77. I miss Umbros.
78. I’d estimate the percentage of paper mail I get that doesn’t physically piss me off to be around 4 – 6.5%.
79. I never when to say hello and initiate the, “Okay we recognize each other and we’re talking” when I am walking down the sidewalk and see someone I know oncoming from afar.
80. This is a good visual on how you perform a burpee. Off the floor, the hips and the chest rise together. The “reverse flop”, when athletes lead with the torso and leave the hips glued to the floor puts us into a position of too much lumbar extension that we don’t want.
81. A good rule of thumb is if there is a discrepancy that is greater than 10% between dominant and non-dominant side, then it is great enough variance to warrant correction through training.
82. Here’s a really great piece by Andrew Millet on core stability vs. core strength.
83. Fellas. No one wants to see your dickhead. What you think are compression pants are actually tights not designed to be worked out in, nor to prevent the perfect mold of your penis when worn. Either wear the right version of compression or g’head and toss on some shorts.
84. When a women at the gym bangs out strict pull-ups who you had no idea could.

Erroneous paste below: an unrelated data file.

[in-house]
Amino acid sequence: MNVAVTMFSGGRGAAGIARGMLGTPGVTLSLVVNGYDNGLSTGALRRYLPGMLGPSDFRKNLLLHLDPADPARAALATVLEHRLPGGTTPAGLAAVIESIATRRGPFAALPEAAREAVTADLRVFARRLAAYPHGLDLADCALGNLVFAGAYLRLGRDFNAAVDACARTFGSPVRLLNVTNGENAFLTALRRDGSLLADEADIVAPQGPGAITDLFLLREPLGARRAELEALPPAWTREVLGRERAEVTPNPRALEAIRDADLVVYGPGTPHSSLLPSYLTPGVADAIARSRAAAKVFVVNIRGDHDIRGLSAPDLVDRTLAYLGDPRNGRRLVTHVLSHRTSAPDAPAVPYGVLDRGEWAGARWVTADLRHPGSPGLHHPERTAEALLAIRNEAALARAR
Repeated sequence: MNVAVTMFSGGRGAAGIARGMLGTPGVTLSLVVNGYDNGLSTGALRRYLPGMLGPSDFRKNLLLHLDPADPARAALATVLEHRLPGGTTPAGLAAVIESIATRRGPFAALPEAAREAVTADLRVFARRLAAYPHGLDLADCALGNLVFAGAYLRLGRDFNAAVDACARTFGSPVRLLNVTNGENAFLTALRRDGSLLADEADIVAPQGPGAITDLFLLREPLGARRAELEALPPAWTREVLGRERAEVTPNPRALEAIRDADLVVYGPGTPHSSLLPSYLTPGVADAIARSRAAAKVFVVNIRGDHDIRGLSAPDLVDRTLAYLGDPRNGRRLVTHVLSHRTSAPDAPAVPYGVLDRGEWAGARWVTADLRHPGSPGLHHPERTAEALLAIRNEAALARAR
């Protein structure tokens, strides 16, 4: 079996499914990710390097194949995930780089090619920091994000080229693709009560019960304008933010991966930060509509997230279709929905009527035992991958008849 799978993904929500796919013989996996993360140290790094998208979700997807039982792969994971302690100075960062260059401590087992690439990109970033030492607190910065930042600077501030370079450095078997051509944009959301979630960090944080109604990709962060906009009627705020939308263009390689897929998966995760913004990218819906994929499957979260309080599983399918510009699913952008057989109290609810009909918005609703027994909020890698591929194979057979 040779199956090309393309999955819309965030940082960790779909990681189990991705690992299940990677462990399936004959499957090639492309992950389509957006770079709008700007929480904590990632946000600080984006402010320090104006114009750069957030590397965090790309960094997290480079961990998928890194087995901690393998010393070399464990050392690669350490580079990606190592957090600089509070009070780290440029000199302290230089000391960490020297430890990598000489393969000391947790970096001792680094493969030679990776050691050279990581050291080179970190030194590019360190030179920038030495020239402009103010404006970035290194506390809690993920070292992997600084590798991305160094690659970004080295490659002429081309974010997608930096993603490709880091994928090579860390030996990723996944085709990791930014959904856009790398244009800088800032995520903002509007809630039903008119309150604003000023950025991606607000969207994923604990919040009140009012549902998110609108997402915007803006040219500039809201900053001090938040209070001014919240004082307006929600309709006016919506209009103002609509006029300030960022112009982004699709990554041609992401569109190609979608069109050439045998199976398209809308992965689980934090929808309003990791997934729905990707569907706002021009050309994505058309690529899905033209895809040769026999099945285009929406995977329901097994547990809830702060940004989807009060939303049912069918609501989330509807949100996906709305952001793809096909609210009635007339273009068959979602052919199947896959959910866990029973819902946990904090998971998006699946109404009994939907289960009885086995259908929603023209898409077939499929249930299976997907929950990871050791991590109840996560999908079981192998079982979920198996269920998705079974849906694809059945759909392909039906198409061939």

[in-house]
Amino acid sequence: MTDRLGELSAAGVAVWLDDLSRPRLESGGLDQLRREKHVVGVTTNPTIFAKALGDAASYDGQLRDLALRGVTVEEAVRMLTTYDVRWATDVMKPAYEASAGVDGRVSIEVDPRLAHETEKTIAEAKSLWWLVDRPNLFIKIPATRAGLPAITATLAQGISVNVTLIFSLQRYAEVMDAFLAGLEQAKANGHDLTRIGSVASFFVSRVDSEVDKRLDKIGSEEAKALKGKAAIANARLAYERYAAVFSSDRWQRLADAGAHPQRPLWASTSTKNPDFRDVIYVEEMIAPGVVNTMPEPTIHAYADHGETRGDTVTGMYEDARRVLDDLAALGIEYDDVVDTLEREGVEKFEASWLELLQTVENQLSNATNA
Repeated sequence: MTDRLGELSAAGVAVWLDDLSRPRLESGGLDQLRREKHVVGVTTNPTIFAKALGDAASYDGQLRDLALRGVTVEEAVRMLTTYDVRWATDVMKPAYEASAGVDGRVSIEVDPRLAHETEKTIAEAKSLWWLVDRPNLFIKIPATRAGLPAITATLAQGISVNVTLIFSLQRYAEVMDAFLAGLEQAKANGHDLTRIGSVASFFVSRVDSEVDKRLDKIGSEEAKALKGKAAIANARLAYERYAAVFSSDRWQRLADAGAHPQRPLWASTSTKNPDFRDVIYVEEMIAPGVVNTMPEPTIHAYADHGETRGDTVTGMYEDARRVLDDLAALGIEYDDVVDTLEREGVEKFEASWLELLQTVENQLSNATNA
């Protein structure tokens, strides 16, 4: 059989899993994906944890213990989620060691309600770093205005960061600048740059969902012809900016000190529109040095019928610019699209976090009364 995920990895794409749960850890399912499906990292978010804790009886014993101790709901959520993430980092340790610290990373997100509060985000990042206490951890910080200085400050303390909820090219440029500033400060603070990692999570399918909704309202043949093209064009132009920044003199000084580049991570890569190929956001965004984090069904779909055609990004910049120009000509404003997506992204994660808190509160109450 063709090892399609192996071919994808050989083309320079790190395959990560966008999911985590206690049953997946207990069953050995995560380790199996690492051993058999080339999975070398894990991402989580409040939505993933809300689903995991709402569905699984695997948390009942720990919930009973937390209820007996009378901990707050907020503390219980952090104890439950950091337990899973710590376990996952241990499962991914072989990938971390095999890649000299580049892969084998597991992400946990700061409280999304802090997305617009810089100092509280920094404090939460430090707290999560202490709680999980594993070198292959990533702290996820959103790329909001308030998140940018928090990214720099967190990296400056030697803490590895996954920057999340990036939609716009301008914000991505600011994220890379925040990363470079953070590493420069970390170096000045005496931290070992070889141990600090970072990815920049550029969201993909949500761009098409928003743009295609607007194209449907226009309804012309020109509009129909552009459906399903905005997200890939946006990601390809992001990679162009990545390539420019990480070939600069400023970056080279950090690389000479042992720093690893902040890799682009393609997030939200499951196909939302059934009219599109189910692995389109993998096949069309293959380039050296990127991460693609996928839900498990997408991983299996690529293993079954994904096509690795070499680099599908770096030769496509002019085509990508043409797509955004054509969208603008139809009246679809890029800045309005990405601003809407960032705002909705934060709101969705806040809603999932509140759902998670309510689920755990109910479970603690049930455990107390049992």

86. I really don’t get how math was invented and just, like, works.
87. At the top of a kettlebell swing, you shouldn’t be leaning back since we we don’t want to compress the lumbar discs in hyperextension. A great cue that John Wolf gave me is to stand tall at the apex of the swing, when many athletes typically want to falsely lean back. Instead, pull the crown of your head towards the top of the ceiling at lockout.
88. Two cool videos to close us out. Here’s a group of 80 year old women who play competitive basketball.
89. Here is this year’s winner of the Pat Tillman award. “Del Toro was injured in Afghanistan in 2005 when his Humvee rolled over a bomb. He lost most of his fingers, was burned over the majority of his body and was in a coma for three months. When he came out of the coma, he was told he’d likely never walk or breathe on his own again.”
If you guys read, I’ll keep writing. Here’s hoping this come back goes better than Ja Rule’s.